A Williams Williams Final in Doha
October 31, 2009 -- Although the Williams' sisters landed in the Maroon Group as the Sony Ericsson Champions began on Tuesday, they nonetheless will face each other in the final tomorrow at the Khalifa International Tennis & Squash Complex in Doha, Qatar. This upcoming match will be their twenty-third encounter. Serena leads the head-to-head 12-10.
Both of today's semifinal matches had to have disappointed fans around the world. None of the four players could muster their best tennis, at least not at the same time as their opponents. Pulled hamstrings and strained stomach muscles, plus a dulled capacity to maintain keen mental awareness, caused Caroline Wozniacki to retire in her semi against Serena Williams early in the second set. Serena was ahead 6/4 1/0.
Neither champion was happy with the outcome. However for Wozniacki her decision was the best when considering her long-term health. Serena Williams was not done with her day, and the shortened match against the Dane gave the world #1 player some extra rest before she went back on court with big sis Venus for their doubles semifinal.
Venus Williams defeated Jelena Jankovic 5/7 6/3 6/4.
Jankovic dominated the first set. Williams' timing was off, as was her normally sharp footwork and, most important, she committed 23 unforced errors. Jankovic only hit 2 winners in the set, but obviously didn't need more. Williams donated points.
Jankovic's softer balls, aggressive foot speed, and ball placement have also challenged Venus throughout their careers, which up until today totaled nine matches: Venus with a 5-4 edge. Jankovic's slower shots make it difficult for Venus, let's say any player, to accelerate the ball. The tendency is to crush a slow moving ball. It seems easy enough. However, if the technique is off a touch, balls sail long or dive for the net. Williams proved just how difficult in this match.
In the second set, Venus Williams gained the needed confidence to win this match at 2-games all. Down love-forty, the American saved all three break points to maintain her serve. That mental edge carried over to the next game, as she broke to lead 4/2. Riding her wave of success, she held again and served a love game to win the set, punctuating her accomplishment with an ace. The match was tied one set all.
But like many of the roller-coaster matches this week, Venus dipped into a low spot early in the third. Jankovic took the lead. Williams' serve eluded her. She committed two double faults in her opening game and lost other points from unforced errors. Ironically, Jankovic mimicked Williams' performance next. The set continued on this up-down trajectory until Venus held for real.
At 5/4 she served for a berth in the final. The game wasn't a pretty one. Williams double faulted twice. Jankovic produced three unforced errors. But Venus nevertheless arrived at match point, after serving a bomber to Jankovic's forehand. Jelena couldn't get enough of her racquet on the ball and her return shot never made it back over the net. Williams won the match as a ball in the next point hit the net cord and dribbled over for a soggy winner.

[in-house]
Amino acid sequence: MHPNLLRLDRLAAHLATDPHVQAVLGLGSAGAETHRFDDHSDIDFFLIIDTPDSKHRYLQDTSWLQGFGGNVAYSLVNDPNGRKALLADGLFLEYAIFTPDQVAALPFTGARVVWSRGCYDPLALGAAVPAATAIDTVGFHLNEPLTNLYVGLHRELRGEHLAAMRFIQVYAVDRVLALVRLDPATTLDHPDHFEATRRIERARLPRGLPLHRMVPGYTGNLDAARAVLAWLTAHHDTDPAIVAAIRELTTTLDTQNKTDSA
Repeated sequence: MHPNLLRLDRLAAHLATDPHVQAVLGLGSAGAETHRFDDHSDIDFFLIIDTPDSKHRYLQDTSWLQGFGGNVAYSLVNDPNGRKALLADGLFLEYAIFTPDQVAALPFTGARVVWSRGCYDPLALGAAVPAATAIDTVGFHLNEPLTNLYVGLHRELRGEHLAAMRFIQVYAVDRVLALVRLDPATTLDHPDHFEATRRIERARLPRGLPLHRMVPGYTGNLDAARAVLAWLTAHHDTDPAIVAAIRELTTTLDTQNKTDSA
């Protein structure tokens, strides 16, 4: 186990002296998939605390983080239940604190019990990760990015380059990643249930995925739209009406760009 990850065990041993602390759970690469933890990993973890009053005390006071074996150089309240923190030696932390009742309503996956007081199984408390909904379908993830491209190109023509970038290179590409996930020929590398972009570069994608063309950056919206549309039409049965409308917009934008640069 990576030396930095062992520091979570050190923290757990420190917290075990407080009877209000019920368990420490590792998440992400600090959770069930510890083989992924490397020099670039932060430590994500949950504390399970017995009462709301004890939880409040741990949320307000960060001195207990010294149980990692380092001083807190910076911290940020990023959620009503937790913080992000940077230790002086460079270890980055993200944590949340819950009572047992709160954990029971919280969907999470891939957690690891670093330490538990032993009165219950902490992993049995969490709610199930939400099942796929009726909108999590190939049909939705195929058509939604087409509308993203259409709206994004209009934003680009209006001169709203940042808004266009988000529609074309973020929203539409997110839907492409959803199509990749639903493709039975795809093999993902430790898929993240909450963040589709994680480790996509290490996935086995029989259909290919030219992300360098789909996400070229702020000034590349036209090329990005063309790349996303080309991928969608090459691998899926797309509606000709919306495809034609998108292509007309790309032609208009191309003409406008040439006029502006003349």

Caroline Wozniacki and Serena Williams
Wrapped up, tapped up, and probably mentally shaky as well, Caroline Wozniacki and Serena Williams seemed to start out well. They held their serves early on. They persevered when down. Williams used her ace. Wozniacki used her groundstroke defenses. However, once Williams saw a couple of the Dane's second serves and teed off on them mightily, the writing was on the wall. Wozniacki couldn't use her legs to push off enough to get up on the ball, when serving.
Hobbled from hamstring and stomach injuries Wozniacki didn't have the fuel to finish the semifinal. Her stomach muscle pulls proved to be the injury that broke the camel's back. Sadly for fans she retired, jetting Williams to the finals against big sis Venus.
Venus and Serena still don't like to play each other, which is understandable. Earlier this week they put on a great match, which ended in a tiebreak third set that Serena clinched. That one could've gone either way. Serena got lucky, hitting a running down-the-line backhand winner that inspired her to win the match.
Venus will have added incentive to defend her title tomorrow. Serena will have added incentive to prove her worth, as the already world's #1 women's player. No doubt most fans and tennis pundits give the nod to Serena. She has the edge when matches get tight. She uses her serve to steady her ship. She goes for risky shots. If Venus continues to serve poorly, she won't attain enough momentum to surpass Serena in any ground game.
In the walking wounded category, Venus was the only one not wrapped up today. She had the trainer to her bench a couple times, tending a sore left knee. She has confirmed tendonitis in her right knee.
To emphasize the dire necessity of this up-coming break, at the end of the WTA season, the USTA announced today that Serena Williams has pulled out of the Fed Cup final scheduled for November 7-8. The United States Fed Cup teams have never lost to Italy. However, having a star like Serena at the tie would have added an indefinable dimension to their team, which could have proven essential to victory. Serena Williams has never lost a match in Fed Cup singles.